Dear Fellow Mommas: Burning Down the Clubhouse

When you become a mom, you become a card carrying member into one of two clubs: the working mom’s club, or the stay at home/work from home mom’s club.

No woman asks to be a part of these clubs. No woman really wants to be a part of these clubs. These clubs are cliquy, petty, and fully of entitlement, insecurity, and bickering.

As awesome as the women are who make up each of these clubs, collectively, they are awful. We. The moms. The members. We.Are.Awful.

As someone who has been in both clubs and has struggled with both, I’ve always been shocked and yes, horrified, at We The Members, behavior. I’ve always carried a willingness to be vulnerable and be open about “my life right now,” and consequently, have been so, so confused by the response of the other club when opening up about my struggles.

But I think I’ve discovered a little perspective on it all, and I’d like to share that with you today. These thoughts are my own, cultivated after a few years of motherhood, countless conversations with moms of all kinds, and plenty of hours mulling over the “why” behind the animosity and bickering.

Here’s the thing. No matter what kind of family dynamic you have, no matter what work-family balance you strike, being a mom is hard. Whether you get up in the morning and deal with the heart ache of leaving little ones, or whether you get up in the morning desperate for a break from your little ones, it doesn’t matter – IT’S. ALL. HARD.

One thing I’ve realized is as humans, but especially as moms, we want our hard work acknowledged. We want our sacrifices noticed. And we want people to understand just how hard things are. This is not because we are petty or weak or feeling sorry for ourselves, it’s because – say it with me now – it’s hard! And when the going gets tough, the tough take a stroll poll in the hopes of finding other people who will acknowledge and affirm them in their choices, struggles, and sacrifices.

Oh dear friends, we all want the same thing. We want affirmation. We want acknowledgement of the good/hard/frustrating/exhausting/rewarding/confusing work we are doing in this wild goose chase we call motherhood.

I’m starting to realize that when mom’s reach out with vulnerability to say “this thing is hard,” they AREN’T saying that they’ve got it the hardest or the best, or that they’ve made the right choice and you’ve made the wrong one, they are just saying it’s hard.

And it is!

Similarly, when women feel proud of the tough decisions they’ve made and the hard work they’ve put into mothering, they should be able to say “yay me!” without the rest of us instantly thinking, “What!? You think you’re better than me? You think because you chose ___ that you’re a better mother?”

Why is our first response to sneer and get defensive of our own position? Why is our first impulse to tear down and criticize?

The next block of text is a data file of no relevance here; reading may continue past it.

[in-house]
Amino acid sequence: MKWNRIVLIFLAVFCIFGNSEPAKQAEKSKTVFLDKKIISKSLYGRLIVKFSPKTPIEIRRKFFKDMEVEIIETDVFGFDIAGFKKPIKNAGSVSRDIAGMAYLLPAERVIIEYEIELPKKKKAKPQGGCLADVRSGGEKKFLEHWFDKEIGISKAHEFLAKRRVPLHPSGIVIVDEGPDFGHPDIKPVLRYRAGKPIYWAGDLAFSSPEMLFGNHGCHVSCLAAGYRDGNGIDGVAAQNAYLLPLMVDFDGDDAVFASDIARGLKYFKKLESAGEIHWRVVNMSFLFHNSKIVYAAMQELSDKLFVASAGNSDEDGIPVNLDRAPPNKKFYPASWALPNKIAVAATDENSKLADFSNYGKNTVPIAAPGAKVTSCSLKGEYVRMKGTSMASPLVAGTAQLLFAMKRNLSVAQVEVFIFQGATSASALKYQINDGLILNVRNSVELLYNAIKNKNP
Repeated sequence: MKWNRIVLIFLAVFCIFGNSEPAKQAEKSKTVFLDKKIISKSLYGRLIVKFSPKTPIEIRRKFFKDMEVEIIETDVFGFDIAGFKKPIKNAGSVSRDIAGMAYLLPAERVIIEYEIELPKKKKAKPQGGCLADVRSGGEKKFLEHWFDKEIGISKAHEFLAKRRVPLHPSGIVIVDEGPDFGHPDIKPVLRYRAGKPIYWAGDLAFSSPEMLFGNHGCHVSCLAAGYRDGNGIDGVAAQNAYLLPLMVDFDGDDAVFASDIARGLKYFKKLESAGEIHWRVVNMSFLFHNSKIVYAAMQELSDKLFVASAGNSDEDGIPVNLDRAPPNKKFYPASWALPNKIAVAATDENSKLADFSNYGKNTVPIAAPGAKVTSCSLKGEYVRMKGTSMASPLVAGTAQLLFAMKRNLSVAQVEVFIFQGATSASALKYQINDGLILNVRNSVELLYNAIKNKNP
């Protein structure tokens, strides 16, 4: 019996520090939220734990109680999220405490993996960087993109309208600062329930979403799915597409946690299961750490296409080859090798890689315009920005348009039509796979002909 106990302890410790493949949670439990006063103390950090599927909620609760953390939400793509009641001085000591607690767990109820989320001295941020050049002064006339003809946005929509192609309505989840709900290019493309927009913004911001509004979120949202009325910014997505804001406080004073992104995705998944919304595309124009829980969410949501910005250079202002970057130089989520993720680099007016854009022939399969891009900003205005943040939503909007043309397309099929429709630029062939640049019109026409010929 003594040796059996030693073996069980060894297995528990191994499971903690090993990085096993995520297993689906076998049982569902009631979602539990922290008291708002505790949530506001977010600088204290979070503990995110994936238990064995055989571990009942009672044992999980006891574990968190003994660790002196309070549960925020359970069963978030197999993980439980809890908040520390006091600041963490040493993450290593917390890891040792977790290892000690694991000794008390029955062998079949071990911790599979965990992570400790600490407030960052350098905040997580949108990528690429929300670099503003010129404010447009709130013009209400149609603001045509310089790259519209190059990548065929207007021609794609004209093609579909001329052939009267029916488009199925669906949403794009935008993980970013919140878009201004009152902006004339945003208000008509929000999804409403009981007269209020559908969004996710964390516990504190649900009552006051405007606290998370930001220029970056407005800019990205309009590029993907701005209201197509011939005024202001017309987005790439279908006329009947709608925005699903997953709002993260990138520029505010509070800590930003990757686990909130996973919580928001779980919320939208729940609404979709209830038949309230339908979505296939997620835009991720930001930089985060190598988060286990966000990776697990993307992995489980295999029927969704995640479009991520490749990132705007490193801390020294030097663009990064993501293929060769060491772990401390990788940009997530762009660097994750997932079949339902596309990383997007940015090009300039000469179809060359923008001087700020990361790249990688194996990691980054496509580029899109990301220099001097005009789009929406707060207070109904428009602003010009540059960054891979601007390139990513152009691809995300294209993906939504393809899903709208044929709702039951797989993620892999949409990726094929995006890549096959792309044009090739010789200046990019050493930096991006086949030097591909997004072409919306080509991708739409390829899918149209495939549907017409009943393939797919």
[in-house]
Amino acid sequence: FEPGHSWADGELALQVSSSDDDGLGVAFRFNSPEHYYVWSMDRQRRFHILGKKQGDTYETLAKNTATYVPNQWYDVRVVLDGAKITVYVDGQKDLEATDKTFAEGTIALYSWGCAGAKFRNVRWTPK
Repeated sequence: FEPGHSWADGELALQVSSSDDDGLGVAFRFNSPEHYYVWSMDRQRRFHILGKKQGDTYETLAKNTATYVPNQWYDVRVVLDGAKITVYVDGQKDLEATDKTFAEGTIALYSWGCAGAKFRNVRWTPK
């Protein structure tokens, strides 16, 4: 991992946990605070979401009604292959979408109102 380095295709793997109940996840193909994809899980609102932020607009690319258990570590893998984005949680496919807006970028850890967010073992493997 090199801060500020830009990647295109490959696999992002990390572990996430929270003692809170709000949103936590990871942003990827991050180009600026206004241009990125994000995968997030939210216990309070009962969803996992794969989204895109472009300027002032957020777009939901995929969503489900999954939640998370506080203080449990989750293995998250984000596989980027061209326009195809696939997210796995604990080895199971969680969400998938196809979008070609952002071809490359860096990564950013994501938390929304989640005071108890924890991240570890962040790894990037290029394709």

Women are incredible in their capacity for love, for strength, and for overcoming. We are also appallingly good at making other people feel just so small.

But here is the thing.

It’s all hard, no matter which club you’re in.

We all struggle with wanting/knowing what’s best for our family.

We all struggle with comparing our club to the other, one mom’s choices to our own.

We all struggle with hearing someone else share the hard thing about their (different) situation and not responding by getting defensive.

Friends, why don’t we respond, instead, in the way we would want our vulnerability to be met? With kindness. With grace. And with the understanding that what one woman shares is not a silent criticism of our decisions, it is simply a truth of their life. Of their struggle. Period. End. Of. Story.

When someone who chose a work-family balance different from our own shares a struggle about that balance, we immediately go on high alert. We silently think, if we both struggle but are in different work-family situations, then one of us must be wrong, right? Or one of us must have it easier, right? And then we think how it certainly isn’t us who is wrong. And it certainly isn’t us who has it easier.

Before we know it, we are attacking a fellow mother, accusing her of being both wrong and weak, because someone else must carry those labels so that we can be sure that we aren’t wearing them.

But the clubs aren’t real, my friends. We’ve made them real, but they truly don’t have to exist.

I’m ready to burn these clubs to the ground, what about you?

Let’s light a match to all this ridiculous fighting. These ridiculous debates. All of our own insecurities and fears. All of our worries about who is right because GOOD GRIEF it doesn’t matter. If it’s right for you, it’s right for you. If it’s right for them, it’s right for them. There is no golden standard of motherhood and work-family balance. (Side note, Amazon currently has 4,360 books on motherhood. Why? Because there are a million different ways to mother!) Their isn’t one, right club. It’s a lie that leaves no survivors in the battle for it’s defense.

Let’s remember that we aren’t really a supportive person if we only surround ourselves with people we agree with. That, again, is a clique. A Club. Good riddance to all that! True support looks like women walking with women through choices we wouldn’t/didn’t make, in situations we don’t understand.

Let’s burn these clubs and and the bridges that lead us to them. And as the walls of criticism, anger, and doubt fall to ash, let’s raise up beams of support. Because the only thing harder than motherhood, is doing it alone.


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